Washerwoman's Lagoon, a freshwater body in the northeast of the city, eventually became known as "Cow Hollow." The only remnants of a street grid laid out around the lagoon are two small alleyways: Blackstone Court and Grenard Terrace. They sit at a strange angle to the regular modern grid, a tiny sliver of many long-vanished roads.
El Polin and the Tennessee are big daylighting success stories in the Presidio. I intend to get in touch with folks in the Presidio to gather more info about that project, which is being daylighted even more extensively as part of Caltrans' Doyle Drive construction.
Near El Polin, on the Lucasfilm campus, is a non-natural stream. Christopher referred to it dismissively as a "yard amenity," and displayed a photo he'd taken of the creek's control panel. "This is the only creek I've ever seen with an emergency shutoff," he said to big laughs from the audience.
Continuing southwest from the Presidio, he moved on to Lobos Creek and Mountain Lake. They flow through hard rock at the edge of the sand dunes, and feature an overflow pipe that drains to the sewage plant. According to Christopher, all of the drinking water in the Presidio comes from Lobos Creek, which is pretty amazing -- I'll look into that further.
Another important source of drinking water: Laguna Honda Reservoir. And a bit futher south from that, there's Laguna Puerca -- now part of Stern Grove.
And then there's Lake Merced: it was a tidal lagoon in the 1860s, then gradually shrank as humans settled nearby in greater numbers. In 1904, the south end was cut off to isolate it from the cow-based pollution at the northern end.
Head east and you'll run into John McLaren Park. With a number of a springs on the ridge, it's a "great place for snooping," as Christopher put it. The park includes Yosemite Marsh, a willowy concrete-enclosed area near the Jerry Garcia ampitheater.
And now finally the talk came to Islais Creek, the body of water that initially sparked my interest in the topic of urban watersheds. The source of Islais Creek: Glen Park, with its pleasant willow-lined boardwalk.
Islais flows close to Mission Creek, a now-buried marsh and stream that ran from the northern end of the Mission, underneath the Armory, and then out towards the bay. A plaque at Albion and Camp commemorates a lake that used to exist in the area -- Laguna Dolores was one of the lake's names, and nobody's quite sure where it was or what happened to it. Christopher's research shows that its disappearance probably started in the 1840s or 1850s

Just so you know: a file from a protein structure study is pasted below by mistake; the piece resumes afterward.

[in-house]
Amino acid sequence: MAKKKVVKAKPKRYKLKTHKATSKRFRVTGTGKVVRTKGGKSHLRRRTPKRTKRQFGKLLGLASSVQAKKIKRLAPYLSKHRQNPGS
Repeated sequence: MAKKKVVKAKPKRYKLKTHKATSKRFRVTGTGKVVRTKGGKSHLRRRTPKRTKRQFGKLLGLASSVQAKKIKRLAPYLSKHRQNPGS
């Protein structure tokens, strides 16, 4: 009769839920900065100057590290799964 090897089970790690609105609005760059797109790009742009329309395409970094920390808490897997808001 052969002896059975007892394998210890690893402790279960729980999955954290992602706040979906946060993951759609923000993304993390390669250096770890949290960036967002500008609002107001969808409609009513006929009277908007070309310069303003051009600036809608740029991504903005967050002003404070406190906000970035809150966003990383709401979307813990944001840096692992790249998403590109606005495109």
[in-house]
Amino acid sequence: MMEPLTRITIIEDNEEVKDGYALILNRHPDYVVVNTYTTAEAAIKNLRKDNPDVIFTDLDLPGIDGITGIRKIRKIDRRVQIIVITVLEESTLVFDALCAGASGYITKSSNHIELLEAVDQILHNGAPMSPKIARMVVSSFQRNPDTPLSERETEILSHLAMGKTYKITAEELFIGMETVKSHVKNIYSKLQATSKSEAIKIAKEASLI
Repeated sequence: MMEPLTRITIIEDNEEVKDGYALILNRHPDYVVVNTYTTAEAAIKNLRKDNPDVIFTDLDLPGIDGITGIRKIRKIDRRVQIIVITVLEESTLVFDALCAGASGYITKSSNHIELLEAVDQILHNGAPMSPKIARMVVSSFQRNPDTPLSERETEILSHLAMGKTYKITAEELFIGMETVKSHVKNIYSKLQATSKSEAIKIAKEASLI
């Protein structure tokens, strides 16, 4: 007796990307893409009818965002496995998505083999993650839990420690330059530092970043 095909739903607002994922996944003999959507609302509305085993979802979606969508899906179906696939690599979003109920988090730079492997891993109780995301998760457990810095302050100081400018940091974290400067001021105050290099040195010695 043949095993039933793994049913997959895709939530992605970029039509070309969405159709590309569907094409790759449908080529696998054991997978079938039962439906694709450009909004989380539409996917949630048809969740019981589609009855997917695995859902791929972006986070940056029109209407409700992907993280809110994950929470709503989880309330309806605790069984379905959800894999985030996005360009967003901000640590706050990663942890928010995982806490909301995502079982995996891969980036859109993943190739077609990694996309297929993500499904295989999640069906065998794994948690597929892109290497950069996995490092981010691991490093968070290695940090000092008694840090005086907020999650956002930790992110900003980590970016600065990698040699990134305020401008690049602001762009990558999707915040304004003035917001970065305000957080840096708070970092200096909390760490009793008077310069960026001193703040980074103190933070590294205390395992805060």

Did you know there's a creek in Hayes Valley? It flows somewhere beneath the Western Addition -- probably -- and drains into the Fox Plaza area.
"Today's watersheds are more like sewersheds," Christopher reported with some regret. It's hard to talk about "natural" bodies of water when they've all been diverted into concrete tunnels. It helps to ensure that the majority of stormwater gets treated, which is of course good for water quality: "we've got a shot at cleaning it up." But of course, it also means that we miss out on having bodies of water in our neighborhoods.
Christopher concluded his talk with a mention of daylighting creeks: "Most environmentalism is doom and gloom," he said, "but this is something to feel good about."
And finally, one last fun note: upon arriving at SPUR, I checked in to Foursquare and was delighted to find that I'd unlocked the mayor badge. A good omen for further research!Posted by Matt Baume on 04/06/10
It's funny how the life of of Islais Creek really parallels the development of the city over the last few centuries.
It started as an Ohlone settlement, got taken over by Europeans and turned into a garbage dump, was slated to become a park right up until the 1906 quake, then became the site of heavy industry, eventually evolved into a struggling wildlife preserve thanks to conservation-minded neighbors, and then suffered a major setback when Muni dumped raw sewage into the site.
Each of its little transformations over the last 300-or-so years has matched the tumult happening in San Francisco at large: the arrival of Spanish and American settlers, the flurry of industrialization, the upheaval of the quake, and a struggling reclamation -- or at least, recreation -- of the natural environment.Posted by Matt Baume on 03/10/10